It was customary to marry in the same ethnic group. Rebekah was faced with instant departure from her family and close relatives she knew so well if she chose to travel south and live in the country of Canaan and marry Isaac. Haran was 500 miles away.

Though eastern marriages were arranged by the family, they still needed the willing consent of the bride.

Rebekah obeyed unconditionally to the will of God for she knew that Isaac's birth to her Grandfather's brother Abraham and to his wife Sarah, was proof of the fulfillment of the promises of God even though she knew it meant lifetime separation from her parents and family.

The agreement between the two families and financial arrangement sealed their betrothal to each other. Veiling of the woman throughout the betrothal period was customary, but unveiled once married.

Rebekah's father, in return for the security money paid to him for her marriage, gave her and Isaac a wedding dowry in the form of servant girls and Rebekah's childhood nurse, Deborah.

Rebekah proved to be adventurous and saw many different villages, fortified towns and walled cities as she journeyed throughout Canaan and stopped at many well-known oasis' along the international trade route.

People travelling in camel caravans usually met and travelled with military groups at wartime or merchant went together in numbers for the safety against marauding bandits. Courage helped her venture to the unknown foreign land. God rewarded her with a faithful monogamous marriage.

To marry within family tribes was an acceptable custom to avoid intermarrying with heathen neighbours. Family ties were close.

Isaac, aged forty was meditating in the fields at evening time as he saw the camel caravan approach. Realising this man was to be her bridegroom, according to custom she veiled her face until she was married. Their marriage was divinely ordained and a week of bridal celebrations accompanied the union.

Even though Isaac was twenty years older, they both instantly loved each other. Rebekah believed him to be handsome as well as thoughtful and Isaac believed her to be the most beautiful woman he had ever beheld and remained in love with her the rest of his life and their lives were closely woven together. Rebekah comforted Isaac after the death of his mother, Sarah.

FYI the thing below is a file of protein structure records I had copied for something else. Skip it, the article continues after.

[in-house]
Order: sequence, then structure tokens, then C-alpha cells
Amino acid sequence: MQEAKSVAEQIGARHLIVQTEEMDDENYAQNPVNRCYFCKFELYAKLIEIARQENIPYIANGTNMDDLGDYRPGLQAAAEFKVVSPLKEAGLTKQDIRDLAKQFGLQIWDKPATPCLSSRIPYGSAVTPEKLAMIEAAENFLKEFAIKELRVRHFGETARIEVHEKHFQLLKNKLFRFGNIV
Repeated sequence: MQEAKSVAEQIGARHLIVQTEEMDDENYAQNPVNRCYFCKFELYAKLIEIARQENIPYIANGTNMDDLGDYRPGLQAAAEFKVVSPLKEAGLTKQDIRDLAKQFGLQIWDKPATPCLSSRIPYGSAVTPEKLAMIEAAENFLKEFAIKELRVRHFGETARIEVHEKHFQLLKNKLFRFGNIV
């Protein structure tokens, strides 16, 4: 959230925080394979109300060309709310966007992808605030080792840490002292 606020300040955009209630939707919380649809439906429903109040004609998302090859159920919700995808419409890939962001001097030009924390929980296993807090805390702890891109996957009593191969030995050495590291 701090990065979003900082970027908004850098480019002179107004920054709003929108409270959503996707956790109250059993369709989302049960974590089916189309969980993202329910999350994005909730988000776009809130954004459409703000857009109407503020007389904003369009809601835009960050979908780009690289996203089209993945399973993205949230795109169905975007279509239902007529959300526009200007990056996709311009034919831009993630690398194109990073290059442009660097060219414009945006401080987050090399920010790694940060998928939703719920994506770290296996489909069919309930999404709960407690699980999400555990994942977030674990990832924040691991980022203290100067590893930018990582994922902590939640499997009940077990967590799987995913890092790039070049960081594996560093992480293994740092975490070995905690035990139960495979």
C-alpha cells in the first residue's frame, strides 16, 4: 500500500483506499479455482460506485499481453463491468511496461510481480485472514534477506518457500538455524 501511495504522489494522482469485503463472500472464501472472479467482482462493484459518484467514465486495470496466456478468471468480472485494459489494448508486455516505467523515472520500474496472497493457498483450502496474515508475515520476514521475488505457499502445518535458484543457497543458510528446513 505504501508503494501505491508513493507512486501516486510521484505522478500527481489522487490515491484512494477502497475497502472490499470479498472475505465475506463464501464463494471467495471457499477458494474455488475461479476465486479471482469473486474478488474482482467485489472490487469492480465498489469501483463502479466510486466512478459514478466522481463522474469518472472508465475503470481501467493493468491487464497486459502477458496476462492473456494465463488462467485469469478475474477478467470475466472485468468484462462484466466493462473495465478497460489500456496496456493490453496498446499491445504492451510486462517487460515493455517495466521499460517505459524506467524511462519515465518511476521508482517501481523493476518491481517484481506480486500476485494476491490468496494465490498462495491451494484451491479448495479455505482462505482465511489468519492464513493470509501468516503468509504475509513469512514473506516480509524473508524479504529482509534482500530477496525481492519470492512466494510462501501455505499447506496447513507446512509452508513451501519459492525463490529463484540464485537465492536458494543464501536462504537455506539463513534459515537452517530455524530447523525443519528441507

Rebekah's husband was a man of the desert, a tent-dwelling nomad who moved from place to place throughout the land of Canaan occasionally settling, growing crops and providing water for his flocks. They travelled staying days, weeks or a season in one area before moving on in search of new pasturelands and water. Canaan was the land promised to the descendants of Abraham. During Rebekah's lifetime the Canaanites were known to invent the alphabet, a great legacy left to the world, forming a letter for each sound. All previous writings were a form of shorthand or drawings.

Rebekah and her servants were responsible for the preparation of food and clothing, for guests as well as family. Goats were valuable for meat, milk and cheese; its hair was used to make cloth and tents. Goat's skin made drinking bottles.

Sandals, which were thongs made out of animal pelt, were not worn inside the tent; the ground under the tent was covered with woven matting.

Linen was used as clothing material, as well as wool, silk, cotton and leather. Rebekah's clothing was similar to that of her husband's, but was ankle length, so that she could lift up the hem of her long dress and use it as a large bag for carrying items. Dresses were usually made of brightly coloured material as were her husband's and her son's. Her jewelry consisted of bracelets, necklaces, pendants, anklets and rings for her nose as well as fingers and toes. They were made from gold, silver and set with precious stones. Rebekah's hair combs and brooches were made of ivory. Her perfume was an item of luxury because of its imported costs.

Families were self-sufficient throughout the ancient culture. In such a wealthy household as Rebekah had become a member, plenty of meat was enjoyed whereas bread and milk were usually the basic elements of a meal among tent-dwelling nomads.

The whole household was to be taught of God as told to Abraham in addition to history, which was learned through stories that were memorised.

Because of the death of Isaac's mother, when Rebekah married Abraham's son, she became the matriarch through whom God fulfilled His covenants. Isaac was a gentle prayerful man and Rebekah became a woman of belief in God. Her husband had received God's promises that his descendants would be a great nation, physically and spiritually.

Rebekah benefited by the inspiration of her husband and father-in-law's godliness.

Rebekah was intelligent, energetic, strong-willed as well as with the qualities of meekness and humbleness. Initiative is an admirable quality when controlled by the wisdom of God.

Rebekah had physical beauty, but Eleizier, Abraham's loyal servant had allowed God to help him seek a woman that revealed an inner beauty. Her servant attitude, obedience, kindness and joy helped her become truly beautiful.

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REBEKAH - Part Two